Plan stuff out


Without my outlook calendar, nothing would happen. FACT: if it’s not in there it 100% doesn’t happen. Ask my wife or my team! (I get ripped about this all the time at work, “ooh James are you going for steak tea tonight”…)


  • Don’t however, use planning, as an excuse for NOT doing. I know lots of people who have a very pretty list that never gets done.
  • Realise that some things just aren’t going to get done and don’t worry about it (learning to say no is a good step in the right direction).
  • Set yourself deadlines or targets. If you work on your own perhaps ask friends or family to hold you to account. If that’s an issue, get an external coach and they will do it for you.


Delegate, delegate, delegate


I cannot stress enough that focus is the best way to becoming productive.

Think about things that are causing you stress, are outside of your comfort zone or that you shouldn’t be doing. Letting go is often the hardest bit.


  • Find someone better than you at tasks you struggle with. This could be a virtual resource or someone in your team or even a family member or friend who is willing to help
  • Use the people around you to help, support and give guidance on the parts of your role you shouldn’t be doing
  • Utilise technology for routine tasks


I am still learning and am by no means an expert! Found this useful? What tips work for you?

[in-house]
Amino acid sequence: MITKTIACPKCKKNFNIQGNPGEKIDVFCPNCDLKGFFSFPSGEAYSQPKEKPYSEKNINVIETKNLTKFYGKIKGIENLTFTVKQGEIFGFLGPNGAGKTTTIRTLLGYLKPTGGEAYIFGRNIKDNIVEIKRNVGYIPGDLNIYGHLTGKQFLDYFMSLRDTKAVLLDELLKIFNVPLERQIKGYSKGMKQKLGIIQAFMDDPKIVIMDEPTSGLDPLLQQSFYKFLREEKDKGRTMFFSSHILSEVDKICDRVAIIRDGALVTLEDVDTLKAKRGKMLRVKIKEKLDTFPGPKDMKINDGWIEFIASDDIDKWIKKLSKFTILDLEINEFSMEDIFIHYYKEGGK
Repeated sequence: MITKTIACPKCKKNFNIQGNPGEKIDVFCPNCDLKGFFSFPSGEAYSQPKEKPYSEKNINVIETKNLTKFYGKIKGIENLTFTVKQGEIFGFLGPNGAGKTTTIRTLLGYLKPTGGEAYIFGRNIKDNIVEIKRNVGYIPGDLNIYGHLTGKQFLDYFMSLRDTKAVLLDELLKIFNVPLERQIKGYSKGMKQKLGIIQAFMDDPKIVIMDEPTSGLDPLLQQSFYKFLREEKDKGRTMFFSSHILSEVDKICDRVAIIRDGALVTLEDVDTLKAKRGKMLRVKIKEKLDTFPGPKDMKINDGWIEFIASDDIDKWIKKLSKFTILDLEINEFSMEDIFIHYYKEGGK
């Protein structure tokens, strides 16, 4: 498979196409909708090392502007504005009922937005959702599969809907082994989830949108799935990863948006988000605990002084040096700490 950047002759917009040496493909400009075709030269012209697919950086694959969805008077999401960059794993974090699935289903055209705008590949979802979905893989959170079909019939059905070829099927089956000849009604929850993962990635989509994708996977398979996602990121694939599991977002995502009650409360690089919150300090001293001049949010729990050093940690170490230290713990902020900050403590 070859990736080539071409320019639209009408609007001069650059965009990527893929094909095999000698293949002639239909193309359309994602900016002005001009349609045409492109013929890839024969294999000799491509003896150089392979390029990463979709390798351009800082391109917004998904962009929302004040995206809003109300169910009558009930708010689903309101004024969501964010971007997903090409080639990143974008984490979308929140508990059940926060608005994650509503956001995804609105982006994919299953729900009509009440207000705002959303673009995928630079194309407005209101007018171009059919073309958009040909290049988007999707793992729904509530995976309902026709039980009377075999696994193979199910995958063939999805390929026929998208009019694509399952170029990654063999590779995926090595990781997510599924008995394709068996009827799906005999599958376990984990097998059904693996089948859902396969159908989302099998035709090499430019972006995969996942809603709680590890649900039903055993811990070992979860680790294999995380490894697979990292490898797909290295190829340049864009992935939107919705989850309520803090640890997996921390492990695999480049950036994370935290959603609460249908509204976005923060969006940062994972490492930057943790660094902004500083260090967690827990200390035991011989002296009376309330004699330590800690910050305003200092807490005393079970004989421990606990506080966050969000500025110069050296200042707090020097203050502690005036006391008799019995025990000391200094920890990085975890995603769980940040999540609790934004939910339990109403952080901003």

To discuss further, you can email me on James@refind.co.uk.

You can view more about James Cumming our change and business transformation specialist here.


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Thursday Brunch: what did we learn?

As a great man once said, ‘I have a dream’.

I had a dream too. It was to be on Sunday Brunch.

So, when we were brainstorming with Masgroves about how to make our events more engaging I said: “Have you ever watched Sunday Brunch? I really like how they interview people” and that was it…Thursday Brunch was born!

During 2019 we have run 3 Thursday Brunch events, gaining more interest and traction every time!

November’s event was by far the best yet, with over 60 attendees, a line-up of fantastic speakers and our hosts – Stuart and Tony from Masgroves – really knocked it out of the park!

This Thursday Brunch, we gathered together to discuss ‘What leaders want, an alternative look at employee engagement’.

What did we learn you ask?

Don’t get too intellectual about it!

We can get too intellectual about engagement at times – particularly when it comes to company purpose.